I believe that Americans deliberately set out to surprise me in order to divert attention away from the food. Did my advertising create the demand for 30 kinds of milk (the poor cows)? How did they grow their 'seedless' melons? What on earth is Mom's Old-Fashioned Artificial Cheese? If you desired bread with your fake cheese, there's white, wheat, whole grain, rolls, buns, and flat breads; available in 12-grain, 8-grain or a paltry 6-grain; potato, oatmeal, sourdough, rye, honey and nut; brown, black or marbled; or gluten-free.

I pleaded for a simple loaf of Italian bread and was surprised with a French baguette. I did not eat a single sandwich my entire time in the United States.

Oddly, the medicine department is self-serve. Oh good, I can't decide on a loaf of bread but I can pick up laxatives and sleeping compounds (two items, by the way, which should never, ever be sold together) without talking to anyone.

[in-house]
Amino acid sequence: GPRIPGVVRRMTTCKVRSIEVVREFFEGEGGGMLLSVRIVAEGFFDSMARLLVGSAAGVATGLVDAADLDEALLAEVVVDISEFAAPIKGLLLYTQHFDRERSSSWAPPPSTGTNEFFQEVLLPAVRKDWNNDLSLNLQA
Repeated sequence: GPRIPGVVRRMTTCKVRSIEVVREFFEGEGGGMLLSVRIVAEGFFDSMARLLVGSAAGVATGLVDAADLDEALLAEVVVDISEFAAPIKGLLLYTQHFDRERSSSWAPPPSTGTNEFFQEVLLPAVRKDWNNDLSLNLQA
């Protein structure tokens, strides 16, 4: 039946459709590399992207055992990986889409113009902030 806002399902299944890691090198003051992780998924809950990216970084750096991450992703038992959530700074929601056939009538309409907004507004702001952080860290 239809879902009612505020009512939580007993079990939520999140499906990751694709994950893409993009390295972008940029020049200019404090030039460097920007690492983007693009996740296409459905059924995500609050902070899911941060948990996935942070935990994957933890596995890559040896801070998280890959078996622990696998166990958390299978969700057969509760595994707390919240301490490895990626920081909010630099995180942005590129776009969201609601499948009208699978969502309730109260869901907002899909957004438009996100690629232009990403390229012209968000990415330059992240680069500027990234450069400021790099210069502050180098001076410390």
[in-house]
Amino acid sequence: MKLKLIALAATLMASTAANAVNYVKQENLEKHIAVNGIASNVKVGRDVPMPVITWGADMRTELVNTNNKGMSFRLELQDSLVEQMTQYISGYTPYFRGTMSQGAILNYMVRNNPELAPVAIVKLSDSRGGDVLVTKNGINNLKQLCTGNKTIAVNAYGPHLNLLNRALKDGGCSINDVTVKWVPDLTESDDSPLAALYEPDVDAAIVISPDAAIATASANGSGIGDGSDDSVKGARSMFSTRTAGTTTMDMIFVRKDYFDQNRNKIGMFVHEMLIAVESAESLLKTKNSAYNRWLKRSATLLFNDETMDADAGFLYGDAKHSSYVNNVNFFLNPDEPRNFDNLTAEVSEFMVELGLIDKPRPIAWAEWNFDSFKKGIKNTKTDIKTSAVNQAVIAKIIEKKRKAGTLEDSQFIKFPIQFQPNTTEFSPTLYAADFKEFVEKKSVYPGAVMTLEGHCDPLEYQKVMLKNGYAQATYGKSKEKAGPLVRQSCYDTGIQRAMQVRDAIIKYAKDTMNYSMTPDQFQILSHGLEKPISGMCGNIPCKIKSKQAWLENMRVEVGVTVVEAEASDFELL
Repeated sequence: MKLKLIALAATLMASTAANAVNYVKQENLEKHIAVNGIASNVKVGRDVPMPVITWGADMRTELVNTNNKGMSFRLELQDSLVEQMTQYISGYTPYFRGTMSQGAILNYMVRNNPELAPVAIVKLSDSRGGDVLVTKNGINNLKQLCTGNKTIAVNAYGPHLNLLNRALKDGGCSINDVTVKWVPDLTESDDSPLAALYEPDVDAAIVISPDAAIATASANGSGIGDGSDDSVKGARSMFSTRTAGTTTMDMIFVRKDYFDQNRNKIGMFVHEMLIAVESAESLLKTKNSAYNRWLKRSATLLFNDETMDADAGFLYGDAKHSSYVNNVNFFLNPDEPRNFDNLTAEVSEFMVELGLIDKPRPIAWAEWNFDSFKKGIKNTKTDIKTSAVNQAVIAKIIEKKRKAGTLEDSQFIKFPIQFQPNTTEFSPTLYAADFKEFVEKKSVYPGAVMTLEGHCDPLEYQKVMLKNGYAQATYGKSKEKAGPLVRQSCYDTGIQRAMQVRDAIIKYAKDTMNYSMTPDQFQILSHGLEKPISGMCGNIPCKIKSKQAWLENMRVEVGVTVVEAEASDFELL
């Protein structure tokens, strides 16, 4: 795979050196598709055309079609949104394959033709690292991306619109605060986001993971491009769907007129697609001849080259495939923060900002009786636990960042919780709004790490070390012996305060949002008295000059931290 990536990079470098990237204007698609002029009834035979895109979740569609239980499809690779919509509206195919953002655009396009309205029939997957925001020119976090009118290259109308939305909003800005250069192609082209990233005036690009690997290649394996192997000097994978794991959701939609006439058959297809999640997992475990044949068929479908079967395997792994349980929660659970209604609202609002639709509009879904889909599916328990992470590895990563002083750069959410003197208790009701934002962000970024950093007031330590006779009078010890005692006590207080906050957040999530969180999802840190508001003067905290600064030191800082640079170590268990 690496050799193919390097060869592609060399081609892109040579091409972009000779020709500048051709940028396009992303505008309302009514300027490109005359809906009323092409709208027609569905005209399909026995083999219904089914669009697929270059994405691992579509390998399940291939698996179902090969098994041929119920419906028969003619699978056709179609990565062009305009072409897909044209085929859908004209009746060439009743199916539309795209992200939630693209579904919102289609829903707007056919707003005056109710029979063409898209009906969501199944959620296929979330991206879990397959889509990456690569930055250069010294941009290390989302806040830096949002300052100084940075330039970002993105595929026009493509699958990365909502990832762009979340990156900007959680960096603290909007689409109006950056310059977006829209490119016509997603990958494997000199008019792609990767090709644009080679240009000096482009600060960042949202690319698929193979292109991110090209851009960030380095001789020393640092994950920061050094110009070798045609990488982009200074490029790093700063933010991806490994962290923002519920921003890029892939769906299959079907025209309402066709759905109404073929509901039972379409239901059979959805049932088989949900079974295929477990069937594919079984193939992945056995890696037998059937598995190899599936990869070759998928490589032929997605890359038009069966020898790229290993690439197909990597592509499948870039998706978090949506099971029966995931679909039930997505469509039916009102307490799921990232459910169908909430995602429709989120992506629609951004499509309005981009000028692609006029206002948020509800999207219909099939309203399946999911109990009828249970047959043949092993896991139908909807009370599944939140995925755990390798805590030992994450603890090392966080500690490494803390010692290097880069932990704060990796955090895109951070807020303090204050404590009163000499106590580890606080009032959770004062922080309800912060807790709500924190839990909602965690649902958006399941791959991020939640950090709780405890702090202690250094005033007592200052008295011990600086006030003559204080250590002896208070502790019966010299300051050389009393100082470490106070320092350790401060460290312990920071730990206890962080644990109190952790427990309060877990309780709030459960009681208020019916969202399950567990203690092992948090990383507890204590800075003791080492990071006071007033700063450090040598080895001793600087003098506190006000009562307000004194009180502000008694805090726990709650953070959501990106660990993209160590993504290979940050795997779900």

So to negate my discomfort from all these surprises, I simply reverted to life back in Italy. I screamed 'pronto' whenever the phone rang; I greeted my friends with wet kisses on both cheeks, and invited them out to dinner at 9:45 PM. I gave everyone in the restaurant Italian lessons and I provided legal warnings in case someone was accidentally slapped from wild gesturing. Yes, it was all 'un po' pazzo', a little crazy, but I really started to enjoy surprises.

If you return to your home country after a lengthy stay in Italy, do not be surprised if your friends find you odd for saying what's actually on your mind, with no sugar-coating—whether they ask for it or not.